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Ghost stories

San Diego is a city overflowing with stories of restless souls haunting the visitors of Old Town and sailors of old still hoisting the sails of the Star of India. Each community within this city has its own ghost stories, and La Jolla is no exception. The unexplainable is here, perhaps the work of spirits of past La Jollans who seek to make their presence known.

Ghoulish traditions

A La Jolla landmark since 1913, The Grande Colonial Hotel on Prospect Street has a long legacy of famous guests, some of whom have chosen to extend their stay past their welcome. Originally an apartment hotel, the Grande Colonial was a place where guests could enjoy the energetic and luxurious lifestyle that La Jolla offered. The hotel is proud to say that some high-profile guests have chosen to extend their stay - permanently.

After her own experience, catering manager Christina Franklin is a firm believer in the unexplainable events that have taken place at the Grande Colonial.

Her day started out like any other, as Franklin walked through the north annex to open the doors of the sunroom for the guests.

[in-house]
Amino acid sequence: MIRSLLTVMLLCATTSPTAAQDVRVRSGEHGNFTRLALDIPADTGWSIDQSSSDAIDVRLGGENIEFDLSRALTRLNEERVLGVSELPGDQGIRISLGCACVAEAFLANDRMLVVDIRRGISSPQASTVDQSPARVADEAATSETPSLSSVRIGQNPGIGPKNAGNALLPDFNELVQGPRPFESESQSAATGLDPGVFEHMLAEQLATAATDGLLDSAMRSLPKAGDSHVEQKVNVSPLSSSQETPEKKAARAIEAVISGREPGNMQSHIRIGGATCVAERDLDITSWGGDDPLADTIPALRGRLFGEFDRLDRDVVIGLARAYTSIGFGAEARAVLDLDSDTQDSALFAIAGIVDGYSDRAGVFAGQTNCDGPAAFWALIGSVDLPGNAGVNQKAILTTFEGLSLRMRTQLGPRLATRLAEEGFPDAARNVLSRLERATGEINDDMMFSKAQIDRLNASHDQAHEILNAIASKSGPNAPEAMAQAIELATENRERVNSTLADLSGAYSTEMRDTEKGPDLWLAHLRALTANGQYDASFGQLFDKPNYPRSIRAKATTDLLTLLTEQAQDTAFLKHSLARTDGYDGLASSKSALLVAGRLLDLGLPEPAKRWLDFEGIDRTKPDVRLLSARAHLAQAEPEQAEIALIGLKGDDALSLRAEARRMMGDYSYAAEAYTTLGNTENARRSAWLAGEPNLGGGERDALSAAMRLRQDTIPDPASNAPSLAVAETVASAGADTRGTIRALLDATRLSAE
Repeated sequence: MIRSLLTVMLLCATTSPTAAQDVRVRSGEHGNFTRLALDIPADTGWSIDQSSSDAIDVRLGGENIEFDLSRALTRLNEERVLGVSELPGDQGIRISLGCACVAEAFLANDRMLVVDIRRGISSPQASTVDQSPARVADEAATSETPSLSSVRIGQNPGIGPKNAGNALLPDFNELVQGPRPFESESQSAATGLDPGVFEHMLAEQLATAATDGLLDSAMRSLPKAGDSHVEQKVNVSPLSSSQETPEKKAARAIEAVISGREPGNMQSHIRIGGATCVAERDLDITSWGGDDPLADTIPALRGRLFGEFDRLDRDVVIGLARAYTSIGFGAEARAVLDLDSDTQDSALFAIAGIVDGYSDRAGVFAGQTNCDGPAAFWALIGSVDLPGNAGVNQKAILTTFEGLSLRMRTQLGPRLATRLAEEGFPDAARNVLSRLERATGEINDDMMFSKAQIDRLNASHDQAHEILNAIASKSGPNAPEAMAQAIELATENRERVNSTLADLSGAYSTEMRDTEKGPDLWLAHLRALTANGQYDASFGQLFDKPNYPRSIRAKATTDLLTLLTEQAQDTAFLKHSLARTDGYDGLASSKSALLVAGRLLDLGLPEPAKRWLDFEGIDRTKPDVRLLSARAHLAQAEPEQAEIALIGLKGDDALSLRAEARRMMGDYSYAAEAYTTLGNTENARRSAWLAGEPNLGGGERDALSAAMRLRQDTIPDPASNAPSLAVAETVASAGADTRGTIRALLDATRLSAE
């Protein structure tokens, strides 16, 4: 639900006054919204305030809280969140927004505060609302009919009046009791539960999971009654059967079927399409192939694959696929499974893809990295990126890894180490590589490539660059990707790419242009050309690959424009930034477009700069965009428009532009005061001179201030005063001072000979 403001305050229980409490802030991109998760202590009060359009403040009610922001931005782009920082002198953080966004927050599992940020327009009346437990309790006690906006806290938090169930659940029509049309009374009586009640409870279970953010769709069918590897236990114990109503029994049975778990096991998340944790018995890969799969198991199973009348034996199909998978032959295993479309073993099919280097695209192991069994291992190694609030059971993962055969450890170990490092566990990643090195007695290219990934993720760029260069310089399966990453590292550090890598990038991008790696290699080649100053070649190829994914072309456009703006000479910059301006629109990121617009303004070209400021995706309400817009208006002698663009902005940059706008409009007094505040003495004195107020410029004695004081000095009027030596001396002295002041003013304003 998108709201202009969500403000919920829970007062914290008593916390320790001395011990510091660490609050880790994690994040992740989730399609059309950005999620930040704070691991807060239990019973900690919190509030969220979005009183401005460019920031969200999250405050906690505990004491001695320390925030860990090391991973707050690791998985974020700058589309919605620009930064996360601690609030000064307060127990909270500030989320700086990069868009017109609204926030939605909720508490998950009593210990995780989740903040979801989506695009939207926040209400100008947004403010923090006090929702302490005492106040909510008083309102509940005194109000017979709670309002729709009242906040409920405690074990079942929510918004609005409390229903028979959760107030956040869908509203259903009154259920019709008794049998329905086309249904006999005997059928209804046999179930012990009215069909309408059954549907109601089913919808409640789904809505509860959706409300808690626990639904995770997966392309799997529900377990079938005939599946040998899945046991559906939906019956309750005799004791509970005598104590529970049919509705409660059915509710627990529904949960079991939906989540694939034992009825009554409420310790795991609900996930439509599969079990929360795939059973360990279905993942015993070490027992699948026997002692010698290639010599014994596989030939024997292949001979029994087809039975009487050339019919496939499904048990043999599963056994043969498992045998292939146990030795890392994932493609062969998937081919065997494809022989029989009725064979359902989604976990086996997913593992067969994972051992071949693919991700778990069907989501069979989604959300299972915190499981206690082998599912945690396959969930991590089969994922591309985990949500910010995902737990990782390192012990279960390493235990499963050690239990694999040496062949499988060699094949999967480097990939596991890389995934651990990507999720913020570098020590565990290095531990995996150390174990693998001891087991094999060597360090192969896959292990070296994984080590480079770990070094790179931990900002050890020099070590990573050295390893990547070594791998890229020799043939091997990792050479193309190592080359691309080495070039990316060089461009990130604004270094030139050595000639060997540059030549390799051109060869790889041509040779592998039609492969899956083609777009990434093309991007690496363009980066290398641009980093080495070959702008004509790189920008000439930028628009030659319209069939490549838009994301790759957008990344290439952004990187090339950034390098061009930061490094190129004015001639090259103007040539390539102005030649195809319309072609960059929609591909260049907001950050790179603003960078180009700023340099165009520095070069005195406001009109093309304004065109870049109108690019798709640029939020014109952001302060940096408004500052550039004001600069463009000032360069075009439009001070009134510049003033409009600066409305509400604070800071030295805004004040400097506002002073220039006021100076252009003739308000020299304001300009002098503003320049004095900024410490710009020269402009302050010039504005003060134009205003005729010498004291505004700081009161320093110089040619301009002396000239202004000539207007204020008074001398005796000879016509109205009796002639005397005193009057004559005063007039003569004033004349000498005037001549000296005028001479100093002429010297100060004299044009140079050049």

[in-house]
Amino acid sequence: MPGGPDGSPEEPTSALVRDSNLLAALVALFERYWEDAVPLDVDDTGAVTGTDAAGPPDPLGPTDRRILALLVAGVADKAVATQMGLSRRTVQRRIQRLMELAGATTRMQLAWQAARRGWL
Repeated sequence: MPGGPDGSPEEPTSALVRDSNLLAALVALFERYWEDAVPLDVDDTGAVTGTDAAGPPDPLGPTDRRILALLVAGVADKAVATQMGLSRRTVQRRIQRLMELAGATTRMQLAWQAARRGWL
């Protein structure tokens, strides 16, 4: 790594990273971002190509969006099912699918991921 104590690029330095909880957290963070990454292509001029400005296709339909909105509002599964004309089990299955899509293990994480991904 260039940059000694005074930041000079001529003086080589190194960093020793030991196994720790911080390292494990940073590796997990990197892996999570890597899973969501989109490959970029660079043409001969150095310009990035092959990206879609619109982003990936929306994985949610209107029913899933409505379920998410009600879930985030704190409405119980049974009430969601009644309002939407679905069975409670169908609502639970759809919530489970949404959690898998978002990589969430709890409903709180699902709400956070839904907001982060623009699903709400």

“When I opened the doors - it was about 7:30 in the morning - I could hear someone,” Franklin recalled.

The sound was coming from a set of stairs behind the sun room. Thinking it was a staff member, Franklin went to investigate.

“It was really loud, so I thought it had to be someone quite large,” said Franklin. “I was going to walk over there and ask them to be quiet and stop running down the hall, but when I went over there, the door separating the rooms rushed open and a strong breeze followed through.”

After standing in awe for a few moments, Franklin walked up the stairs to see if anyone was there, but the area was empty.

Already a believer of the paranormal, Franklin’s experience only solidified her belief.

“I had heard stories, since I had worked here for eight years,” said Franklin. “Just being a historic hotel, I believed in the possibility that it could be haunted.”

Now she, like many other employees at the hotel, are waiting for another experience with guests of old.

Franklin wasn’t the first to experience the unexplainable in the sun room. Several guests and staff members have reporting hearing someone running down the stairs.

In the hotel’s early days, there were two apartments below the north annex, one occupied by two women, the other by two men. The foursome was known to have loud parties that would last throughout the night. Perhaps they enjoyed them so much, they continue to keep this tradition today.

Disappearing acts

With the many beautiful historical homes in La Jolla, it’s no wonder past residents are hesitant to leave. Megan Heine, owner of the Brockton Villa Restaurant on Coast Boulevard, said that she has seen items disappear and reappear later in peculiar places. Heine attributes this to the lingering spirit of Dr. Rhodes, the second owner of the home in which Brockton Villa sits today.